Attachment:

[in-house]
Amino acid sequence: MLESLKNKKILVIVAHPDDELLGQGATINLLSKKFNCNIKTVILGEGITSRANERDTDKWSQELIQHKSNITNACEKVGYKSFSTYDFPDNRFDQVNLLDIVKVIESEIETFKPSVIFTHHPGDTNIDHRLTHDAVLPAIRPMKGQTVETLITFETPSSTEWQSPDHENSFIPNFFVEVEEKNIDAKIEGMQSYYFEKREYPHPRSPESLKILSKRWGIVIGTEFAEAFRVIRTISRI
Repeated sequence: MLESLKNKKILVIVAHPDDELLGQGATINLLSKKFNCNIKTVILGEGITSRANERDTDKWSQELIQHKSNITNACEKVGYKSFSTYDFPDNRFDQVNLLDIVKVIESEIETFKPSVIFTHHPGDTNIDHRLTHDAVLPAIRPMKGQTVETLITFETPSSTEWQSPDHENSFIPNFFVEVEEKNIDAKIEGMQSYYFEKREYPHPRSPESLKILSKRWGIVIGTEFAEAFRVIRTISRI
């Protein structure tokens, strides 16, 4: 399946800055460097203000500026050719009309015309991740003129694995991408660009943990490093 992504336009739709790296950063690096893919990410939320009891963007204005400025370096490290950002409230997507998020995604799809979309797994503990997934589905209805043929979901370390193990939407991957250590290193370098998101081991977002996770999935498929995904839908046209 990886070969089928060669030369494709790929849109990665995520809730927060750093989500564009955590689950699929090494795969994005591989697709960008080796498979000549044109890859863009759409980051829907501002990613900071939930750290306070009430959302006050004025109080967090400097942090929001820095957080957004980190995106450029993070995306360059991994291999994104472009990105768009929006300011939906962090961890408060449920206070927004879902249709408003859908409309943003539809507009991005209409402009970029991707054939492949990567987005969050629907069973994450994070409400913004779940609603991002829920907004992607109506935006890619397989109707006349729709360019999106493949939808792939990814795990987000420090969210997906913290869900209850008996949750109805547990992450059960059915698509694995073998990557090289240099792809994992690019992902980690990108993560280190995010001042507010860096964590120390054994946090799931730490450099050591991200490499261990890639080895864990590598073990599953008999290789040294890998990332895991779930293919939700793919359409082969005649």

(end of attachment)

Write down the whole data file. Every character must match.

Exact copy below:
[in-house]
Amino acid sequence: MLESLKNKKILVIVAHPDDELLGQGATINLLSKKFNCNIKTVILGEGITSRANERDTDKWSQELIQHKSNITNACEKVGYKSFSTYDFPDNRFDQVNLLDIVKVIESEIETFKPSVIFTHHPGDTNIDHRLTHDAVLPAIRPMKGQTVETLITFETPSSTEWQSPDHENSFIPNFFVEVEEKNIDAKIEGMQSYYFEKREYPHPRSPESLKILSKRWGIVIGTEFAEAFRVIRTISRI
Repeated sequence: MLESLKNKKILVIVAHPDDELLGQGATINLLSKKFNCNIKTVILGEGITSRANERDTDKWSQELIQHKSNITNACEKVGYKSFSTYDFPDNRFDQVNLLDIVKVIESEIETFKPSVIFTHHPGDTNIDHRLTHDAVLPAIRPMKGQTVETLITFETPSSTEWQSPDHENSFIPNFFVEVEEKNIDAKIEGMQSYYFEKREYPHPRSPESLKILSKRWGIVIGTEFAEAFRVIRTISRI
């Protein structure tokens, strides 16, 4: 399946800055460097203000500026050719009309015309991740003129694995991408660009943990490093 992504336009739709790296950063690096893919990410939320009891963007204005400025370096490290950002409230997507998020995604799809979309797994503990997934589905209805043929979901370390193990939407991957250590290193370098998101081991977002996770999935498929995904839908046209 990886070969089928060669030369494709790929849109990665995520809730927060750093989500564009955590689950699929090494795969994005591989697709960008080796498979000549044109890859863009759409980051829907501002990613900071939930750290306070009430959302006050004025109080967090400097942090929001820095957080957004980190995106450029993070995306360059991994291999994104472009990105768009929006300011939906962090961890408060449920206070927004879902249709408003859908409309943003539809507009991005209409402009970029991707054939492949990567987005969050629907069973994450994070409400913004779940609603991002829920907004992607109506935006890619397989109707006349729709360019999106493949939808792939990814795990987000420090969210997906913290869900209850008996949750109805547990992450059960059915698509694995073998990557090289240099792809994992690019992902980690990108993560280190995010001042507010860096964590120390054994946090799931730490450099050591991200490499261990890639080895864990590598073990599953008999290789040294890998990332895991779930293919939700793919359409082969005649």